Reflections on Revelation #298

‘Day 298

And he said to me, “The waters which you saw where the prostitute sits are peoples and multitudes, and nations and languages. 16 And the ten horns which you saw, and the beast, these will hate the prostitute and will make her desolate and naked, and will eat her flesh and will burn her up with fire. 17 For God has put it in their hearts to execute His [a]purpose [b]by having a common purpose, and by giving their kingdom to the beast, until the words of God will be fulfilled. Revelation 17:15-17. (NASB)

Being of one mind, the 10 kings unite with the beast, the false prophet, and the dragon to make war with the Lamb, However, the King of Kings and the Lord of Lords will over come them; those who follow the Lamb will receive the kingdom.Texts like this are disturbing to many readers of Revelation. While the Babylon represented here was certainly brutal and violent “herself,” does that justify the use of such brutal and violent images in a biblical book? But perhaps we are not seeing the whole picture in this text. I heard of a business establishment in America that put up a scandalous sign: “We would rather do business with 1000 Arab terrorists than with a single Jew.” You would think that people would have protested. Yet not a single person did! What was going on?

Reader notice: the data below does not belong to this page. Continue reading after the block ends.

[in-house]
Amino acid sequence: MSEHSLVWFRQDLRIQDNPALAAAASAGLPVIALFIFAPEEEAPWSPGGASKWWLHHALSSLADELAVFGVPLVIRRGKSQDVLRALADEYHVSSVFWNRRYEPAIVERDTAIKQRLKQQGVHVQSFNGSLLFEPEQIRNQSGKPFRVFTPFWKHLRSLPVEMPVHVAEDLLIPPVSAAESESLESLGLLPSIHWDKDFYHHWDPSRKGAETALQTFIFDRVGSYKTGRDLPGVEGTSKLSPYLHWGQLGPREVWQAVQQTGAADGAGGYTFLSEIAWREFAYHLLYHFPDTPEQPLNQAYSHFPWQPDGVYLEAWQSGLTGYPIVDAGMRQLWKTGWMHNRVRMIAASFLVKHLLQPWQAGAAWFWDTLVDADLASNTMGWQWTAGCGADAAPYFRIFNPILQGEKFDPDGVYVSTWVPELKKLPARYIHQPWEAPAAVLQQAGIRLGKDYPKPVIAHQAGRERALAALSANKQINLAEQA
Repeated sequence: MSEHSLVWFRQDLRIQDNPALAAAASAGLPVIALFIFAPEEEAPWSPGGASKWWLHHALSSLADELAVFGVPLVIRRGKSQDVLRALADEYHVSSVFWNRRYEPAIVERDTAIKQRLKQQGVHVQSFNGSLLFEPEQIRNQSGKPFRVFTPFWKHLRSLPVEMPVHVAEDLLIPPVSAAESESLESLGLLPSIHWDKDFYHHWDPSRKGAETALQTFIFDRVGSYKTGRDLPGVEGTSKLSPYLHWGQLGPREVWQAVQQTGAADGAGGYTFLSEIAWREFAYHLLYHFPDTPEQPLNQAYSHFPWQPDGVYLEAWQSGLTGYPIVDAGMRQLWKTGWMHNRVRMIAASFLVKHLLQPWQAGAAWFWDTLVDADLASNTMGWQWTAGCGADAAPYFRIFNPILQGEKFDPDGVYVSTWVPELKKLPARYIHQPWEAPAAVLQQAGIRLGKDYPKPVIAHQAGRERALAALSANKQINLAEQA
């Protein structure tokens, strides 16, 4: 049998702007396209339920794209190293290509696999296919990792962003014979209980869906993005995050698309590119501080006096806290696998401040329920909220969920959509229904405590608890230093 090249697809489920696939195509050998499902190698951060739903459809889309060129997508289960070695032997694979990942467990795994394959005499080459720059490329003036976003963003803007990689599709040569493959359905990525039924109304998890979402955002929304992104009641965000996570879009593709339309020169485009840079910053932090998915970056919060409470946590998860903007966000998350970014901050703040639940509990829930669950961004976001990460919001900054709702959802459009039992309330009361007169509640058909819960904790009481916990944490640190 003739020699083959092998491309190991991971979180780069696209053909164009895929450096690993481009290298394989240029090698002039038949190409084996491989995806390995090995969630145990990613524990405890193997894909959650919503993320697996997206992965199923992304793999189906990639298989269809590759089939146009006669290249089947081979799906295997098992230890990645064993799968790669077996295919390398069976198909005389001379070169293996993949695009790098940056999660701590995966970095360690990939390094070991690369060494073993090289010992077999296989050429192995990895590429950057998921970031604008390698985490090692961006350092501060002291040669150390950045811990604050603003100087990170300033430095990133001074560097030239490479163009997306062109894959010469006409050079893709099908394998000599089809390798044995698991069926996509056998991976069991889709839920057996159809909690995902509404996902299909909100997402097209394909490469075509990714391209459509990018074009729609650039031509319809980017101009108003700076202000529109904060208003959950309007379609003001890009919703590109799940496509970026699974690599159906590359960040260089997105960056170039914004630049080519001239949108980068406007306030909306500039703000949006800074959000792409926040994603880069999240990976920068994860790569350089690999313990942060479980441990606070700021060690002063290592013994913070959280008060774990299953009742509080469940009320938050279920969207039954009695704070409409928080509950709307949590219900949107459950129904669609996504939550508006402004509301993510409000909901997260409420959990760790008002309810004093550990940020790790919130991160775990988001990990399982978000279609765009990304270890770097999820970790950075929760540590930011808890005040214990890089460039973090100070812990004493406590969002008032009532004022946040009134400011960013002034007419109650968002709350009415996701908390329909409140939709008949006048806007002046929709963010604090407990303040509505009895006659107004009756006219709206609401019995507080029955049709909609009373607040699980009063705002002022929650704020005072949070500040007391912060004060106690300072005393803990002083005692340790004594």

You had to see the sign in its larger context to understand. The business establishment was Goldberg’s Funeral Home. If anyone was outraged, it was Arab terrorists and they weren’t talking! The sign was not an expression of hostility to Jews, but rather of compassion, a wish that Jews would have a long life. 

The violence in Revelation is also a matter of context. On the surface, it appears that evil is overcome by the use of forces just as brutal and violent as Babylon was. Does that mean God is in the right because He has the might? Only if you ignore the larger context in the Book. The agent of God’s power is the Lamb (Rev 17:14, 17) that was slain (Rev 5:6). The violence by which Jesus conquers Babylon is ultimately the violence done to Him.  
Although there are images of battle in Revelation, God’s people are never called to use violence on His behalf. They are called instead to suffer as the Lamb suffered. They are to overcome, not with the sword, but by the word of their testimony (Rev 12:11). In the end, Babylon’s violence leads to her own destruction (Rev 13:10; 18:5-7). But the sacrifice of the Lamb and His followers results in a world without violence (Rev 21:4).  
V:17 God retains sovereignty over the choices that His enemies make. While evil is self-destructive in nature, God’s guiding hand is also there to limit the harm evil powers can do. In the end, not only the beast but even satan will do God’s bidding (2 Thess 2:11).  

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